“You’re crushing it,” Fallon said. “It’s so great; it’s so fun to listen to you guys. I’ve heard you with, I think Derek Jeter was one of those [guests].”

Fallon wanted to know what Andrews and Thompson thought about having Brady join the FOX Sports broadcast team for the upcoming NFL season, which will culminate with Super Bowl LIX from Caesars Superdome in New Orleans, La. Andrews replied by stating that they have spoken to him in person and then asked Fallon if he had ever been around him, to which he replied that he had. Fallon articulated that Brady is good at everything, bringing up being good looking and his skill in golf as two examples, something that he finds annoying.

“And that’s the biggest thing,” Andrews said. “Everybody’s worried about the commentating. I’m just like, ‘The guy’s skin. I have to deal with this, him being on my crew.’ I know because we talk about it a lot on our podcast.”

Andrews later shared that she believes Brady will be amazing in the broadcast booth for his inaugural season, beginning with his debut on Sunday, Sept. 8 when the Dallas Cowboys face the Cleveland Browns at 4:25 p.m. EST. The schedule for games televised by FOX Sports includes several marquee NFC teams throughout the year, along with a rivalry game between the Baltimore Ravens and Pittsburgh Steelers in late December.

“His résumé supports that he’s great at everything he does,” Thompson said, “so why would this be any different?”

Fallon reminisced on attending a basketball game with Brady in the past, recollecting that Brady knew the game was over despite there being time left. It turned out that Brady was correct, being able to decipher the score and probability that the opponent would come back from the deficit. Brady’s adept sports knowledge and ability to discuss the nuances of the game is a sentiment understood and concurred by Andrews and Thompson.

“I’ve sat with him [at] lunch before and he’s been telling stories about his career, and it’s like stuff we just die for,” Andrews said. “Love the inside information, right, and you’re hearing all the stuff you just always wanted to know, and my knee was just bouncing and bouncing and bouncing.”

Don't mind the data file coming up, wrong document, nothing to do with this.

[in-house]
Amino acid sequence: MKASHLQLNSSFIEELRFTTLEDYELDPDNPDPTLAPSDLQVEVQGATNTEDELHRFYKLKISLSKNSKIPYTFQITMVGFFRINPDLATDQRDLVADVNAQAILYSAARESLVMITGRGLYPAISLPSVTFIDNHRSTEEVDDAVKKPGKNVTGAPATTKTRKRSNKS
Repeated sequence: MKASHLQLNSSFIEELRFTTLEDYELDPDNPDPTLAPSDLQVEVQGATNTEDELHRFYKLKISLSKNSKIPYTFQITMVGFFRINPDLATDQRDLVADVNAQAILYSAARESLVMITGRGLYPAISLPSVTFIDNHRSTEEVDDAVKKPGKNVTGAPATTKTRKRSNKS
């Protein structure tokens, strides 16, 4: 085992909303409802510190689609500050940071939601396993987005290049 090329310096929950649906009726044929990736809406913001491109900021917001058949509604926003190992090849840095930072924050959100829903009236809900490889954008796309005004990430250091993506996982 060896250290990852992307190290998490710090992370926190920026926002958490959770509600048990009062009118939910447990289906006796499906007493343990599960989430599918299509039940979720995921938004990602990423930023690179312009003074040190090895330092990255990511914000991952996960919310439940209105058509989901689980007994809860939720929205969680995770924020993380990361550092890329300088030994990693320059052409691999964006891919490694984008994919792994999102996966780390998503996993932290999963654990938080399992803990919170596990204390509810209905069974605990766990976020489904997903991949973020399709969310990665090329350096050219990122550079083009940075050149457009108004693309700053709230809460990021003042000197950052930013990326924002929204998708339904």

“And then you get Julian Edelman, who’s on the show I host with him, and Rob Gronkowski,” Thompson added. “You get those three together – the three amigos – hilarity ensues.”

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Jim Ross Hospitalized, Will Miss AEW Double or Nothing

He has been dealing with the flu, raised heart enzymes and trouble breathing.

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Photo of AEW announcer Jim Ross
Courtesy: All Elite Wrestling

Legendary wrestling announcer Jim Ross will miss this weekend’s AEW pay-per-view event, Double or Nothing in Las Vegas as he was hospitalized on Thursday with shortness of breath. Ross said on his X account that he had to make an unexpected visit to the ER. He told Dave Meltzer of the Wrestling Observer he has been dealing with the flu, raised heart enzymes and trouble breathing. Meltzer said Ross expects to be fine within a few days.

Ross, 72, has been making limited appearances for AEW of late and recently has only been appearing on pay-per-views. He recently signed a one-year contract to remain with AEW.

Ross has had a few medical issues over the last few years which have forced him to miss time. In 2021 he was treated for skin cancer and about a year ago a fall led to him stepping away for a bit.

Ross recently had a new book published, Business Is About to Pick Up! which chronicles 50 of his best calls from his 5-decade career in the wrestling business. Ross also hosts a weekly podcast, Grilling JR.

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Jimmy Roberts, Mary Carillo and Andrea Joyce Named NBC Olympics Commentators